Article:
Never mind the fact that Moonraker is essentially a remake of The Spy Who Loved Me and You Only Live Twice. And never mind the fact that Star Wars hysteria turned this movie into James Bond in spaaace! If you dismiss this movie for its absurd space opera interlude (and it is absurd, for the record), you miss out on a top-notch “Man on a Mission” story, an area where the Roger Moore movies excelled. While the sky-diving sequence is a spectacular stunner, the most memorable scene is also the most chilling, disturbing death scene ever put in a Bond movie: villain Drax kills his disloyal girlfriend by sicking attack dogs on her in a sequence so dark it feels like it belongs in a 70s Italian horror flick.
Diamonds are Forever (1971)
“I must say Miss Case seems quite attractive… for a lady.”
When you hear someone say “Sean Connery was the best Bond ever!” they are likely just saying “I love Dr. No and Goldfinger!” Few people bring up Diamonds Are Forever when it comes to the greatness of Connery’s performance, as it feels closer to the Roger Moore-era Bond — to be fair, Connery’s movies were every bit as silly.
But it is noteworthy for being a rare Bond movie set primarily in the United States (hello, 1970s Las Vegas!). Also noteworthy is the gay couple as a pair of henchmen, and the last appearance of Blofeld as Bond’s main villain. The final battle is something of a high mark for large scale action sequences too. Conversely, this is also one of the most sexist and misogynistic entry in the series. That said, I still think it’s the most fun Connery-era Bond gets.
The Man with the Golden Gun (1974)
“Nick Nack! Tabasco! ”
Blofeld may get all the glory, but Christopher Lee’s Scaramanga may just be Bond’s greatest nemesis. However, most people remember TMWTGG for its subplot revolving around a third nipple. Never mind that. Just enjoy one of the most beautifully shot Bond movies, featuring the best one-on-one showdown in the series, not to mention one of the greatest car stunts in movie history.
Oh, and it also has the greatest Bond girl name of all time, given to an Asian beauty swimming in a pool (clearly naked when seen on DVD): Chew Mee.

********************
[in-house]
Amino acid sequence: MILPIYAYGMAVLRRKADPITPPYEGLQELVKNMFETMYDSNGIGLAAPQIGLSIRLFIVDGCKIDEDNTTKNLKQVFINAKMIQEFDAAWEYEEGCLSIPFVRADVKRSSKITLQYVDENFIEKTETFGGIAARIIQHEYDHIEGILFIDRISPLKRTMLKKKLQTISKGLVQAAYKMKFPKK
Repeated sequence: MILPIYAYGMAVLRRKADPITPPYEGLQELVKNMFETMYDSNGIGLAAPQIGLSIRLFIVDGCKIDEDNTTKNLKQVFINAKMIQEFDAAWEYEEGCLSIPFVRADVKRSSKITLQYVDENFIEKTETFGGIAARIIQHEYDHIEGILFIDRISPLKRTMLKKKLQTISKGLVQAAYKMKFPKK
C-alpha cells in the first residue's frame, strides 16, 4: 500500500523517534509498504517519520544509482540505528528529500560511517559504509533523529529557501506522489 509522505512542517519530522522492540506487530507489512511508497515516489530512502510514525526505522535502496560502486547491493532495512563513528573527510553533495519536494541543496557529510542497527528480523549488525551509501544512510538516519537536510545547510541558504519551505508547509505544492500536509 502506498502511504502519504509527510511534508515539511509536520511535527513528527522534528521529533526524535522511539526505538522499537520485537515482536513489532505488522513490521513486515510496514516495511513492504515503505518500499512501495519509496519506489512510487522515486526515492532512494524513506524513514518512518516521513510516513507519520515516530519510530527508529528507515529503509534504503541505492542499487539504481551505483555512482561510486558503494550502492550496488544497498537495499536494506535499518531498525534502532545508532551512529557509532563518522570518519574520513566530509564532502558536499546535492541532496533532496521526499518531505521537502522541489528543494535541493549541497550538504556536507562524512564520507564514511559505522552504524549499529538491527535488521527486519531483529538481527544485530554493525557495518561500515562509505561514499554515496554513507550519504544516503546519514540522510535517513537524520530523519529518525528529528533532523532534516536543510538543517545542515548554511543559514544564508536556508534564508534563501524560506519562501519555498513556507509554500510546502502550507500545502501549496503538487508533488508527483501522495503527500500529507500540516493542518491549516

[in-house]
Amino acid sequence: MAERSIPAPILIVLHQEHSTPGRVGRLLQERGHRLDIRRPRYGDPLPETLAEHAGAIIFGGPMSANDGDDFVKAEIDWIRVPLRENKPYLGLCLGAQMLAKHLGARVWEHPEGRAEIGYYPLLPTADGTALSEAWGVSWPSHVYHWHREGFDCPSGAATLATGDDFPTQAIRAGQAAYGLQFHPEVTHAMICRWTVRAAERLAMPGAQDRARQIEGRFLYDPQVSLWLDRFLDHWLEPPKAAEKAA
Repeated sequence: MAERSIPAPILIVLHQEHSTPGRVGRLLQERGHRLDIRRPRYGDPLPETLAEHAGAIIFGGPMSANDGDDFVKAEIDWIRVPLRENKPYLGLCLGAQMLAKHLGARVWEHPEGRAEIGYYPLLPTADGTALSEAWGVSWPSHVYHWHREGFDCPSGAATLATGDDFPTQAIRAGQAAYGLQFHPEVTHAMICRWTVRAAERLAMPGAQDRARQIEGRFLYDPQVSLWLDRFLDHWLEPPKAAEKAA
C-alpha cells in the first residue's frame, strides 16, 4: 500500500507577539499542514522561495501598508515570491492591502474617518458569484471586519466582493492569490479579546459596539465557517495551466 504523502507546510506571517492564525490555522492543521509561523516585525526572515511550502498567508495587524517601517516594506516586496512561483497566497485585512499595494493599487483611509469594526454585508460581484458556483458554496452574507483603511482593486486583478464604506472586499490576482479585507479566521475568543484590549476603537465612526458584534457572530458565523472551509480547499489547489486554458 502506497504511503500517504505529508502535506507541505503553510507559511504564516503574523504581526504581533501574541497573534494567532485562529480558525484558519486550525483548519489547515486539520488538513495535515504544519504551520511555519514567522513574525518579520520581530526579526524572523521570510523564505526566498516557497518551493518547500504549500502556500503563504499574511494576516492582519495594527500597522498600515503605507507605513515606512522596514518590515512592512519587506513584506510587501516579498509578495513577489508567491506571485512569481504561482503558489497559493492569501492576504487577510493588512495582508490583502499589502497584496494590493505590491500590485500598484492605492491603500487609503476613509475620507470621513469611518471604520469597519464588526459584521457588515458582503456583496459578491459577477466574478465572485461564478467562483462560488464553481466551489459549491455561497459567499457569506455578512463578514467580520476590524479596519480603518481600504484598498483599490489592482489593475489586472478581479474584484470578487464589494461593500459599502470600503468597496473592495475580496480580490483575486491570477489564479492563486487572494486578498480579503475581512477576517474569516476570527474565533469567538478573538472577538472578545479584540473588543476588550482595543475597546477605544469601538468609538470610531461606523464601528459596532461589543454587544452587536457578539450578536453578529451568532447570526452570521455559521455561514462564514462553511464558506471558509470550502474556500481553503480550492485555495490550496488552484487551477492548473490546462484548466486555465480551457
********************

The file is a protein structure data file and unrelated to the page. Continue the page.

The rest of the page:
Die Another Day (2002)
“I take it Mr. Bond’s been explaining his Big Bang theory?”
As the twentieth movie in the series, released on the fortieth anniversary of the franchise, Die Another Day would go on to become the highest grossing James Bond movie up to that time. So why is it also one of the most maligned? Two words: invisible car. For whatever reason, Bond’s Predator-style Aston Martin was just too much for most fans. Some of the CG-heavy action scenes were breaking points too, though it was very common in early 2000s action movies to go overboard with CG. Others disliked how self-referential and fan service-heavy the movie was. Then there are people who just straight up hate Madonna for her theme song and cameo.
To which I say, “haters gonna hate.” I love the fact that DAD has so much fan service. This movie, more than any other in the series, embraces its past, instead of trying to run away from it (see: any Daniel Craig entry). It’s a gleeful blend of Bond’s roots, be they the kitsch of the 60s, the convoluted plots of the 70s, or the high-octane action of the 80s and 90s. The story is ridiculously over the top, but the insanely good-looking cast does such a great job selling it (including a smoking hot, then-unknown Rosamund Pike), you can’t help but have a good time. Also worth noting: this is the only movie in the entire series to feature an on-screen sex scene with Bond himself. So there’s that.
Article by contributor WatershipDownSyndrome.